Odds and Ends
Although its status as the intermediate appellate court may lead to skimming or skipping many of the decisions issued by the Court of Special Appeals, taking the time to review them can yield points of law that often go unnoticed. This blog post captures a few recent issues that might otherwise have escaped your attention (especially if you are a purist and focus only on the Court of Appeals or United States Supreme Court). The nuggets found in the intermediate appellate court deserve attention in modern law practice, because many days bring out-of-the-ordinary issues to our desks.
During April, the Court of Special Appeals discussed a new view of litter and sewage disposal in two separately reported decisions. Early in the month, the Court concluded that two abandoned houseboats constituted litter in excess of 500 lbs., as defined by the Natural Resources Article, because the boats rested “in the mud in a state of disrepair.” Roes v. State, 2018 WL1617645 (April 4, 2018). The headnotes did not highlight this aspect of the case, but focused on criminal law (including the rule of lenity), maritime law, and the statutory construction of the principles. Yet, the concept of an abandoned vessel as “litter” diverges from the usual concept of the trash that we see alongside highways or floating in rivers and lakes, or the piles of garbage dumped into landfills. Later in the same month, the Court addressed the disposal of sewage and the need for a permit to do so. While not calling it litter, the Court highlighted criminal law, adequate representation of council, and jury instruction issues, while applying statutory interpretation principles to evaluate whether the disposal of sewage without a permit was ongoing violation. Shortall v. State, 2018 WL 1975557 (April 26, 2018). The headnotes in Shortall focused on criminal law, jury instructions, and ineffective counsel.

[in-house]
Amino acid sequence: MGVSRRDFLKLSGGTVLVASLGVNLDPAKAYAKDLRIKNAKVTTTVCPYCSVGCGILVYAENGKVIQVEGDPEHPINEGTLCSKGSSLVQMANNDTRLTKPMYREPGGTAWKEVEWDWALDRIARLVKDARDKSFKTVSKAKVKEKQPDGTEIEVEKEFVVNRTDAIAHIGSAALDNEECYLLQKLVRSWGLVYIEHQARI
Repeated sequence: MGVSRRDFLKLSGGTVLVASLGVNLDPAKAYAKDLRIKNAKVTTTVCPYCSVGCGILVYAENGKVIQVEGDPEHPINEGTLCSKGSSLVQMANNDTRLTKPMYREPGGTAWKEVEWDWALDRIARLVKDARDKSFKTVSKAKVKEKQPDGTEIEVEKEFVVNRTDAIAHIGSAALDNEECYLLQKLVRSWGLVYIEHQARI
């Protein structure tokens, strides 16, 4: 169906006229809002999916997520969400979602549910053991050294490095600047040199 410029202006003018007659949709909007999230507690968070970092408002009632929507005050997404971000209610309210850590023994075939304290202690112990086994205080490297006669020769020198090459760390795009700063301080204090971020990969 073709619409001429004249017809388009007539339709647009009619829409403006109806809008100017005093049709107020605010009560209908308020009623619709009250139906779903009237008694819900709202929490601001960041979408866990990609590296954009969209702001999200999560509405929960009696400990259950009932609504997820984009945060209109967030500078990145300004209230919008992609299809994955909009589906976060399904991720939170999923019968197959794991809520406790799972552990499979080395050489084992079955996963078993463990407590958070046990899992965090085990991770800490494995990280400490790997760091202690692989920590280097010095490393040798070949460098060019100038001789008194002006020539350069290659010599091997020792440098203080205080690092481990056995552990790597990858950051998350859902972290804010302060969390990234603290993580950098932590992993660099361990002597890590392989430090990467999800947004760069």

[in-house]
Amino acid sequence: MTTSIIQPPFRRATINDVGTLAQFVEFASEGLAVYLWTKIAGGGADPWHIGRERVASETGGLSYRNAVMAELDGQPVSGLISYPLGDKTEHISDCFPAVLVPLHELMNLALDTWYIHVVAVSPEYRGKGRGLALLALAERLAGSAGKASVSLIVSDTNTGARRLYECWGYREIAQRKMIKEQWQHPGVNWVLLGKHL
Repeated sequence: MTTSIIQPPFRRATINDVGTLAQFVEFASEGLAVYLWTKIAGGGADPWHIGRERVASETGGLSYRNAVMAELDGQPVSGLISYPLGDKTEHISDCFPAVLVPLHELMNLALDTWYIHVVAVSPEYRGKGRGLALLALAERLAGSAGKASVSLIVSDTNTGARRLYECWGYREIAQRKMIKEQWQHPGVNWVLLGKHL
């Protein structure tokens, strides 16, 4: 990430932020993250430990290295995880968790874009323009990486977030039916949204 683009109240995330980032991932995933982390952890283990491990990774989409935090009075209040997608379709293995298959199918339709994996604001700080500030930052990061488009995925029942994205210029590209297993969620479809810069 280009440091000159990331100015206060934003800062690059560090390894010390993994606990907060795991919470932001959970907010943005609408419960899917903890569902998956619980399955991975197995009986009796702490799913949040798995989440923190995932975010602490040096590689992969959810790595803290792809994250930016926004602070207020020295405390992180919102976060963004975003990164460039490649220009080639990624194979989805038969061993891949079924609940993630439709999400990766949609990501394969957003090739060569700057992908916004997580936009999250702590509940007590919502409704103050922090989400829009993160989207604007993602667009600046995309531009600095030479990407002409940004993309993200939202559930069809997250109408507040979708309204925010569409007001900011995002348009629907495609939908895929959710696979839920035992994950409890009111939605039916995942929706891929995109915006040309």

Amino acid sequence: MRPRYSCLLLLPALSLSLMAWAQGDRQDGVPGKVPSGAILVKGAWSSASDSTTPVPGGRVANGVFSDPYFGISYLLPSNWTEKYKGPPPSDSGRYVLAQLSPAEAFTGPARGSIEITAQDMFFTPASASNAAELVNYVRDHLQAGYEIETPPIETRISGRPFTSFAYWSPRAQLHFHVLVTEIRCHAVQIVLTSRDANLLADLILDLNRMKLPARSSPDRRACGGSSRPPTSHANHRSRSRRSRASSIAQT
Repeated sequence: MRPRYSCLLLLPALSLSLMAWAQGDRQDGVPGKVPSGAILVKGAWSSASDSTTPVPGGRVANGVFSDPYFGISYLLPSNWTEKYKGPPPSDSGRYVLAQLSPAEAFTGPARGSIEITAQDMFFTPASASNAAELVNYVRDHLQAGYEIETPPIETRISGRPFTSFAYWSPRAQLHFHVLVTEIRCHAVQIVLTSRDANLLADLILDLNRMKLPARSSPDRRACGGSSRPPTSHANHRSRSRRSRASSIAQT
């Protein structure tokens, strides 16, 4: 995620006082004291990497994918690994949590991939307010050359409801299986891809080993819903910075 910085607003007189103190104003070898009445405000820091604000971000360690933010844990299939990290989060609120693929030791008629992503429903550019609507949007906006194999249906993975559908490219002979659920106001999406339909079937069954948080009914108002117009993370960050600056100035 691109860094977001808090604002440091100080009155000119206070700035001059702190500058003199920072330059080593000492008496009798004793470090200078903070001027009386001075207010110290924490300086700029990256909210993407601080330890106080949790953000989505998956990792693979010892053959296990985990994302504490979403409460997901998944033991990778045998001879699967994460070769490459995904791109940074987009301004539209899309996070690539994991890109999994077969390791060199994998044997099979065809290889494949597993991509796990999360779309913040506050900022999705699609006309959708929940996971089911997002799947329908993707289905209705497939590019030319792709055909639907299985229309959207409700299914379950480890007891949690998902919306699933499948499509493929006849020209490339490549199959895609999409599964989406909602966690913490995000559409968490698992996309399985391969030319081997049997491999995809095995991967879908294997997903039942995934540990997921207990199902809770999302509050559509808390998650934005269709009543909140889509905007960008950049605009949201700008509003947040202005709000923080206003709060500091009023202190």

This month began with a number of unreported decisions, two of which may not be on your radar, but provide interesting points in 5 pages or less. The first involved an individual’s effort to sue the Islamic Republic of Iran for the taking of real property owned by the person in Iran. The case presented a question of whether the Foreign Sovereign Immunities Act, which ordinarily rendered Iran immune from suit, was overridden by the expropriation exception and, therefore, removed Iran’s immunity from suit in the United States. The Court of Special Appeals held that Iran remained immune from suit and affirmed the circuit court’s dismissal of the complaint. Asemani v. Islamic Republic of Iran, 2018 WL 2049693 (unreported May 2, 2018).
Last, but not least, we have an example of why patience is a virtue. In a suit to establish paternity, the putative father sought to appeal two interlocutory orders directing him to submit to genetic testing and denying his motion to dismiss. As we all know, those orders are not appealable, so the Court of Special Appeals took only two pages to remind all readers that appellate jurisdiction arises only after entry of a final judgment. The limited exception to the rule requires that one of three exceptions exists: an interlocutory order that is specifically appealable by statute; immediate appeals provided by Md. Rule 2-602; and interlocutory orders permitted under the collateral order doctrine. None of the exceptions applied to Mr. Rhoe, so the Court dismissed the appeal. Rhoe v. Montgomery County Office of Child Support Enforcement, 2018 WL 2138508 (unreported May 9, 2018).
These may not come up every day, but suggest that checking even the unreported decisions may yield useful information for those unusual issues. And even though we cannot cite the unreported decisions, they often include references to reported cases that can be cited in court filings.